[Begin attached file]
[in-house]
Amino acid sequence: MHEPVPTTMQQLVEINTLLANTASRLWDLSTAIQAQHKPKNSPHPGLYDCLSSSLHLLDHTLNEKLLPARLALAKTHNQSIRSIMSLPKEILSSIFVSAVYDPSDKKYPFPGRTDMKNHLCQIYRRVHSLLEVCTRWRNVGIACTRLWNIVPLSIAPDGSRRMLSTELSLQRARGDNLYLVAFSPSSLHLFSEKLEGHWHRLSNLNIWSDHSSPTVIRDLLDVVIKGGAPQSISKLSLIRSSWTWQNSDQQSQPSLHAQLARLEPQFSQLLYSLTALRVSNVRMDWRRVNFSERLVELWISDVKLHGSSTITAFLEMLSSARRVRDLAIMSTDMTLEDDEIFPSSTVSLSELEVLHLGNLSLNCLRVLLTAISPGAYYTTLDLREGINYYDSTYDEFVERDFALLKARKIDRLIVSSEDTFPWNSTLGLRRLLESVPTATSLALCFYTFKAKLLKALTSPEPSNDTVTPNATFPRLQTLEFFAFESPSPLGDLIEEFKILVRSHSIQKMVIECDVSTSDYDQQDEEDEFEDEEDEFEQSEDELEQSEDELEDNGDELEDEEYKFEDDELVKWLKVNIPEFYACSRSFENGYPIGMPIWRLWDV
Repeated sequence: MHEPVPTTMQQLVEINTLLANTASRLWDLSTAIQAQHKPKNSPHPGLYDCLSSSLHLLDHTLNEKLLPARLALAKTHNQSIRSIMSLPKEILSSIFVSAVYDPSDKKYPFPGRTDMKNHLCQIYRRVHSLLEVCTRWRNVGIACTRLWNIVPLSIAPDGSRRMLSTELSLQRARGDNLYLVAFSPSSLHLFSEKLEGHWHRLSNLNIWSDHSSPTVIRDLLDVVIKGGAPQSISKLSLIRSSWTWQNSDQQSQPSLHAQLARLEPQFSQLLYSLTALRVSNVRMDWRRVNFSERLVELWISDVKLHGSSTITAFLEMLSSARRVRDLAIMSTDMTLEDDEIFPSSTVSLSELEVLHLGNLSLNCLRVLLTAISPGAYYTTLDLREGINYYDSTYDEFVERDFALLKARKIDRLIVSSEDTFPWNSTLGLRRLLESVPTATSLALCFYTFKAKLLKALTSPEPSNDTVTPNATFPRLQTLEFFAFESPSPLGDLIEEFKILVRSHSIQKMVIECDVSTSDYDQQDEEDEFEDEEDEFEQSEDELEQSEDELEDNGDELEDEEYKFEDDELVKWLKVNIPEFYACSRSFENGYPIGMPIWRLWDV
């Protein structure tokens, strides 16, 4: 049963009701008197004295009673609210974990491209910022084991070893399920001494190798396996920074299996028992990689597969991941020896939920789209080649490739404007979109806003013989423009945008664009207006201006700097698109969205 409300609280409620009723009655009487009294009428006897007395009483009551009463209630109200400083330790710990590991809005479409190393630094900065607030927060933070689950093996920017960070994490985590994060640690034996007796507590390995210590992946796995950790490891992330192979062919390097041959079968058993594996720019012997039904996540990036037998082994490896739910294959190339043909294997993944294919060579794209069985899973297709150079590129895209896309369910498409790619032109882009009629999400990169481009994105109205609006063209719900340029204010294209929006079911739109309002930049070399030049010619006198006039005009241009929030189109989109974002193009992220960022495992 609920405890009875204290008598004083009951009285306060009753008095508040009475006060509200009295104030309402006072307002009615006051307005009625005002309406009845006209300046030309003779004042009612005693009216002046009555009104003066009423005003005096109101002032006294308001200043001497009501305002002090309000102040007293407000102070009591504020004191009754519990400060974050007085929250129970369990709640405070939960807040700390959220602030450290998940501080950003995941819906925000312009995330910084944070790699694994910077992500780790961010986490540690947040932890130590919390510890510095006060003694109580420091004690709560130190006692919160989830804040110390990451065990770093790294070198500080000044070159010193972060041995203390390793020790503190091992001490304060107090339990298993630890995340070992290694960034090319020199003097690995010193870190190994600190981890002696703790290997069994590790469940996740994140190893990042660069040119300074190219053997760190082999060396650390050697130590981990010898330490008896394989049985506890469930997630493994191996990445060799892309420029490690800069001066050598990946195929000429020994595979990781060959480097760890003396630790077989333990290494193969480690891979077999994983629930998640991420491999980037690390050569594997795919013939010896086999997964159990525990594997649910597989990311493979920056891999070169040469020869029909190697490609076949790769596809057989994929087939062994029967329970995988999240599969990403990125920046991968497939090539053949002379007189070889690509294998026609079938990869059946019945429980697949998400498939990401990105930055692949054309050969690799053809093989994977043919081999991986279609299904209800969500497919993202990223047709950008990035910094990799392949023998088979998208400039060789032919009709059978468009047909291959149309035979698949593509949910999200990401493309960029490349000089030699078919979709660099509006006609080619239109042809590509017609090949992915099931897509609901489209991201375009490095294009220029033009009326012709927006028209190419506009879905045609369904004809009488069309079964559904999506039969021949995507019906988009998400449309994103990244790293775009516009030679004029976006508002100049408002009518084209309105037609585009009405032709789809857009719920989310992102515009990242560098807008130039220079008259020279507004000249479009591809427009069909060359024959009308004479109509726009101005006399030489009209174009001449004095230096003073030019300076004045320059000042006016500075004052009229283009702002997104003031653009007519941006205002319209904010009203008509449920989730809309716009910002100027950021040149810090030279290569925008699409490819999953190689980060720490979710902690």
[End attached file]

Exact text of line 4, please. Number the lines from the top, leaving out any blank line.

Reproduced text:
């Protein structure tokens, strides 16, 4: 049963009701008197004295009673609210974990491209910022084991070893399920001494190798396996920074299996028992990689597969991941020896939920789209080649490739404007979109806003013989423009945008664009207006201006700097698109969205 409300609280409620009723009655009487009294009428006897007395009483009551009463209630109200400083330790710990590991809005479409190393630094900065607030927060933070689950093996920017960070994490985590994060640690034996007796507590390995210590992946796995950790490891992330192979062919390097041959079968058993594996720019012997039904996540990036037998082994490896739910294959190339043909294997993944294919060579794209069985899973297709150079590129895209896309369910498409790619032109882009009629999400990169481009994105109205609006063209719900340029204010294209929006079911739109309002930049070399030049010619006198006039005009241009929030189109989109974002193009992220960022495992 609920405890009875204290008598004083009951009285306060009753008095508040009475006060509200009295104030309402006072307002009615006051307005009625005002309406009845006209300046030309003779004042009612005693009216002046009555009104003066009423005003005096109101002032006294308001200043001497009501305002002090309000102040007293407000102070009591504020004191009754519990400060974050007085929250129970369990709640405070939960807040700390959220602030450290998940501080950003995941819906925000312009995330910084944070790699694994910077992500780790961010986490540690947040932890130590919390510890510095006060003694109580420091004690709560130190006692919160989830804040110390990451065990770093790294070198500080000044070159010193972060041995203390390793020790503190091992001490304060107090339990298993630890995340070992290694960034090319020199003097690995010193870190190994600190981890002696703790290997069994590790469940996740994140190893990042660069040119300074190219053997760190082999060396650390050697130590981990010898330490008896394989049985506890469930997630493994191996990445060799892309420029490690800069001066050598990946195929000429020994595979990781060959480097760890003396630790077989333990290494193969480690891979077999994983629930998640991420491999980037690390050569594997795919013939010896086999997964159990525990594997649910597989990311493979920056891999070169040469020869029909190697490609076949790769596809057989994929087939062994029967329970995988999240599969990403990125920046991968497939090539053949002379007189070889690509294998026609079938990869059946019945429980697949998400498939990401990105930055692949054309050969690799053809093989994977043919081999991986279609299904209800969500497919993202990223047709950008990035910094990799392949023998088979998208400039060789032919009709059978468009047909291959149309035979698949593509949910999200990401493309960029490349000089030699078919979709660099509006006609080619239109042809590509017609090949992915099931897509609901489209991201375009490095294009220029033009009326012709927006028209190419506009879905045609369904004809009488069309079964559904999506039969021949995507019906988009998400449309994103990244790293775009516009030679004029976006508002100049408002009518084209309105037609585009009405032709789809857009719920989310992102515009990242560098807008130039220079008259020279507004000249479009591809427009069909060359024959009308004479109509726009101005006399030489009209174009001449004095230096003073030019300076004045320059000042006016500075004052009229283009702002997104003031653009007519941006205002319209904010009203008509449920989730809309716009910002100027950021040149810090030279290569925008699409490819999953190689980060720490979710902690």